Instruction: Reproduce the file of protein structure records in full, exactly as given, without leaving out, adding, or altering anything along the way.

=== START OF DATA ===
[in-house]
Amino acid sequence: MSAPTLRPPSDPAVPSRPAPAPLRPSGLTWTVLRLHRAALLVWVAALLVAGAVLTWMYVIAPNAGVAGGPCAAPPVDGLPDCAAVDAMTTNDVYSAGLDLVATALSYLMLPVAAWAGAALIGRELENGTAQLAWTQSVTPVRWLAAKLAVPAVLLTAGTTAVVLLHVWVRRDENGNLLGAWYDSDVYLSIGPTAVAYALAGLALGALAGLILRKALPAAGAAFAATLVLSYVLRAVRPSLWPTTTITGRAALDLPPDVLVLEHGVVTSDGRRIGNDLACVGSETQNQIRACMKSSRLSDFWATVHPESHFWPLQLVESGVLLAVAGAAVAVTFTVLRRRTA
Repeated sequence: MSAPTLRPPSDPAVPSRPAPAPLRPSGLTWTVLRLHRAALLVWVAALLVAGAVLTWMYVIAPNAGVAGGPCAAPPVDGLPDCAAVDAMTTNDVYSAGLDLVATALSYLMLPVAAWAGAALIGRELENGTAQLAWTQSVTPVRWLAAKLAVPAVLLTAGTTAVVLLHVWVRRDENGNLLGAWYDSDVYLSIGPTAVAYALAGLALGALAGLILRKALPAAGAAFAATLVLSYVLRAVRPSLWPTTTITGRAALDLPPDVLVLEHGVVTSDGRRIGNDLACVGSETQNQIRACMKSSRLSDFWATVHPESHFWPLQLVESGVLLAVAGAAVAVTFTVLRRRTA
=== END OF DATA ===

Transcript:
[in-house]
Amino acid sequence: MSAPTLRPPSDPAVPSRPAPAPLRPSGLTWTVLRLHRAALLVWVAALLVAGAVLTWMYVIAPNAGVAGGPCAAPPVDGLPDCAAVDAMTTNDVYSAGLDLVATALSYLMLPVAAWAGAALIGRELENGTAQLAWTQSVTPVRWLAAKLAVPAVLLTAGTTAVVLLHVWVRRDENGNLLGAWYDSDVYLSIGPTAVAYALAGLALGALAGLILRKALPAAGAAFAATLVLSYVLRAVRPSLWPTTTITGRAALDLPPDVLVLEHGVVTSDGRRIGNDLACVGSETQNQIRACMKSSRLSDFWATVHPESHFWPLQLVESGVLLAVAGAAVAVTFTVLRRRTA
Repeated sequence: MSAPTLRPPSDPAVPSRPAPAPLRPSGLTWTVLRLHRAALLVWVAALLVAGAVLTWMYVIAPNAGVAGGPCAAPPVDGLPDCAAVDAMTTNDVYSAGLDLVATALSYLMLPVAAWAGAALIGRELENGTAQLAWTQSVTPVRWLAAKLAVPAVLLTAGTTAVVLLHVWVRRDENGNLLGAWYDSDVYLSIGPTAVAYALAGLALGALAGLILRKALPAAGAAFAATLVLSYVLRAVRPSLWPTTTITGRAALDLPPDVLVLEHGVVTSDGRRIGNDLACVGSETQNQIRACMKSSRLSDFWATVHPESHFWPLQLVESGVLLAVAGAAVAVTFTVLRRRTA